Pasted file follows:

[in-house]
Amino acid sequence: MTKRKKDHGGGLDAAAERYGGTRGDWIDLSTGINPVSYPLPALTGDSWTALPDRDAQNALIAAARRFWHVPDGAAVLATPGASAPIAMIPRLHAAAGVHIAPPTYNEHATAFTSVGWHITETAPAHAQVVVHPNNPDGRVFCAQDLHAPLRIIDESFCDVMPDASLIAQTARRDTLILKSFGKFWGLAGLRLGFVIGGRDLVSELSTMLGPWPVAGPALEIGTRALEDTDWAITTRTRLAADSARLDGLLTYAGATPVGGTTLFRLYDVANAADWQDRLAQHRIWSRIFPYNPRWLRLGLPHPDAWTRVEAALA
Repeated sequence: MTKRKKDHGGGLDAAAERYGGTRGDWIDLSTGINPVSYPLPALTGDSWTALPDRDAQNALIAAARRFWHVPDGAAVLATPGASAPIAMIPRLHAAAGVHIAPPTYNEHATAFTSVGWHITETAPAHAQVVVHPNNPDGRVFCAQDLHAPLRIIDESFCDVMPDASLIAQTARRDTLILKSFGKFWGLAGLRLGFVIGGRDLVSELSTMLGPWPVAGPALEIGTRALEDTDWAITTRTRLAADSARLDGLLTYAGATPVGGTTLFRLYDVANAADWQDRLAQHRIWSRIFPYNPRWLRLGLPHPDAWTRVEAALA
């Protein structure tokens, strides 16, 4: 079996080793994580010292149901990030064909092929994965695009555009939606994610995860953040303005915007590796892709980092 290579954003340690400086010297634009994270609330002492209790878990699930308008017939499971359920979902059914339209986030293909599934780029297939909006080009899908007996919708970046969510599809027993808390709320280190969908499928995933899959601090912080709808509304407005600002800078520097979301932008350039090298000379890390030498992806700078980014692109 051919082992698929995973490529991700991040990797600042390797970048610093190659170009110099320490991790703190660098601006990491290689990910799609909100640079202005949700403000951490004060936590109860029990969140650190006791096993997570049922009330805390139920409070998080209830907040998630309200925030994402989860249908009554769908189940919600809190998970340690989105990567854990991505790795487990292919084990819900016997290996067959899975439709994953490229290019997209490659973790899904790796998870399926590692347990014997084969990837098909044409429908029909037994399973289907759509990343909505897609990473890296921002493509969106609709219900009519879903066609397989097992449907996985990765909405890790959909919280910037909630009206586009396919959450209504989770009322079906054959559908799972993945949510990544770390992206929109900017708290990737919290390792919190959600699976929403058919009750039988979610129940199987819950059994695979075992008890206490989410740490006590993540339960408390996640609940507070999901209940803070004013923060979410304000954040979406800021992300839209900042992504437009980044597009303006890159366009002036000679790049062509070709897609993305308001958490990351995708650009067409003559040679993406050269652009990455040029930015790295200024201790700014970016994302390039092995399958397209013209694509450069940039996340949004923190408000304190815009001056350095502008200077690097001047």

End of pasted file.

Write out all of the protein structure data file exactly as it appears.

[in-house]
Amino acid sequence: MTKRKKDHGGGLDAAAERYGGTRGDWIDLSTGINPVSYPLPALTGDSWTALPDRDAQNALIAAARRFWHVPDGAAVLATPGASAPIAMIPRLHAAAGVHIAPPTYNEHATAFTSVGWHITETAPAHAQVVVHPNNPDGRVFCAQDLHAPLRIIDESFCDVMPDASLIAQTARRDTLILKSFGKFWGLAGLRLGFVIGGRDLVSELSTMLGPWPVAGPALEIGTRALEDTDWAITTRTRLAADSARLDGLLTYAGATPVGGTTLFRLYDVANAADWQDRLAQHRIWSRIFPYNPRWLRLGLPHPDAWTRVEAALA
Repeated sequence: MTKRKKDHGGGLDAAAERYGGTRGDWIDLSTGINPVSYPLPALTGDSWTALPDRDAQNALIAAARRFWHVPDGAAVLATPGASAPIAMIPRLHAAAGVHIAPPTYNEHATAFTSVGWHITETAPAHAQVVVHPNNPDGRVFCAQDLHAPLRIIDESFCDVMPDASLIAQTARRDTLILKSFGKFWGLAGLRLGFVIGGRDLVSELSTMLGPWPVAGPALEIGTRALEDTDWAITTRTRLAADSARLDGLLTYAGATPVGGTTLFRLYDVANAADWQDRLAQHRIWSRIFPYNPRWLRLGLPHPDAWTRVEAALA
């Protein structure tokens, strides 16, 4: 079996080793994580010292149901990030064909092929994965695009555009939606994610995860953040303005915007590796892709980092 290579954003340690400086010297634009994270609330002492209790878990699930308008017939499971359920979902059914339209986030293909599934780029297939909006080009899908007996919708970046969510599809027993808390709320280190969908499928995933899959601090912080709808509304407005600002800078520097979301932008350039090298000379890390030498992806700078980014692109 051919082992698929995973490529991700991040990797600042390797970048610093190659170009110099320490991790703190660098601006990491290689990910799609909100640079202005949700403000951490004060936590109860029990969140650190006791096993997570049922009330805390139920409070998080209830907040998630309200925030994402989860249908009554769908189940919600809190998970340690989105990567854990991505790795487990292919084990819900016997290996067959899975439709994953490229290019997209490659973790899904790796998870399926590692347990014997084969990837098909044409429908029909037994399973289907759509990343909505897609990473890296921002493509969106609709219900009519879903066609397989097992449907996985990765909405890790959909919280910037909630009206586009396919959450209504989770009322079906054959559908799972993945949510990544770390992206929109900017708290990737919290390792919190959600699976929403058919009750039988979610129940199987819950059994695979075992008890206490989410740490006590993540339960408390996640609940507070999901209940803070004013923060979410304000954040979406800021992300839209900042992504437009980044597009303006890159366009002036000679790049062509070709897609993305308001958490990351995708650009067409003559040679993406050269652009990455040029930015790295200024201790700014970016994302390039092995399958397209013209694509450069940039996340949004923190408000304190815009001056350095502008200077690097001047």